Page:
Unfortunately, this is far from the only case where reports about supposed clashes the authorities do not respond to or allow to be reported on have surfaced on the Russian Internet. Indeed, in the last week, there was yet another: an unconfirmed report that the Northern nationalists had seized key institutions in Yakutsk. This report suggested that something called “the United Shamanate of the North” had taken over the Sakha capital as part of its campaign to unite all the peoples of the North into a single entity and combine them with the peoples of Alaska and Canada.

Few people are likely to believe this report, given both its provenance – the website involved is known for its provocatory articles – and its fancifulness – it includes an interview with someone identified as “Chukut Kuzhug, the supreme Shaman.” But given how little information comes from Russia’s distant periphery, some may. And that raises a serious question the Kremlin has been unwilling to confront: Can Russia avoid disaster if its public media are under the control of the government while its Internet is far freer, sometimes irresponsible, but often believed because the former fail to report what is going on or have the authority to counter inaccuracies found in the latter.

Star Wars, Part II: The Final Conflict

You wouldn’t think it would be possible for a country so recently destroyed by a futile attempt to compete with the mighty economies of the West in a space-based arms race to once again launch itself into exactly the same crazed behavior — but then again, you wouldn’t think it would be possible for a country to once again empower the same KGB that murdered more of its citizens than its foreign enemies. Yet, this is Russian reality. America alone has an economy at least 12 times larger than Russia’s and twice the population, and America is part of the NATO alliance that confronts Russia with resources that completely dwarf Russia’s. Yet, Russia’s deluded, pathological “leaders” want Star Wars, Round II. The Associated Press reports:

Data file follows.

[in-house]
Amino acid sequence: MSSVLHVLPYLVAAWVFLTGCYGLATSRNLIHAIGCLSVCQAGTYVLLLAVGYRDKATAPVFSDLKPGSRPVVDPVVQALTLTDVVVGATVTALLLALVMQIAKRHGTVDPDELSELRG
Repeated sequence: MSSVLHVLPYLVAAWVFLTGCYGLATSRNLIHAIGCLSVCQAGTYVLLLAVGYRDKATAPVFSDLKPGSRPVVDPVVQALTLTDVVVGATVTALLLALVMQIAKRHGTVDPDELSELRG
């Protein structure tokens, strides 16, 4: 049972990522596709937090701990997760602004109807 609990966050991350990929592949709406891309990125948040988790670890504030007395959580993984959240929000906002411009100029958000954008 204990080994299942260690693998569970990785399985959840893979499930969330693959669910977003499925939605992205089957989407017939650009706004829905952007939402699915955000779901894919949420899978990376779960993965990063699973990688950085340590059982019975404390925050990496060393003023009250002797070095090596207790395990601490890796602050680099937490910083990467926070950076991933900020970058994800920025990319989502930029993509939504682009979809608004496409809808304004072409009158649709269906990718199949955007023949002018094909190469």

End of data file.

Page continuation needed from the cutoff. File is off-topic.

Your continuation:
Russian First Deputy Prime Minister Sergei Ivanov on Tuesday called for the development of space-based defence systems to defend against ‘any scenario of events,’ less than a month after Moscow tested two new missiles perceived as a response to US missile defence plans. ‘It’s possible to expect that in the foreseeable future the main goals of war will be achieved on account of air and space intelligence and strikes,’ said Ivanov, who is considered a possible successor to Russian President Vladimir Putin in 2008. ‘Although the likelihood of military actions against Russia in the foreseeable future is minimal, we must be ready for any scenarios of the development of events,’ he added during a meeting of the Russian government’s Military-Industrial Commission in Moscow, Interfax said. Ivanov did not elaborate on what sort of systems would need to be created. He added that Russia had approved an outline for long-term air and space defence in April and that ‘concrete, practical steps’ needed to be taken to carry out that document and ‘create an effective, consolidating and coordinating mechanism for the conducting of an entire complex of works in the sphere of air and space defence.’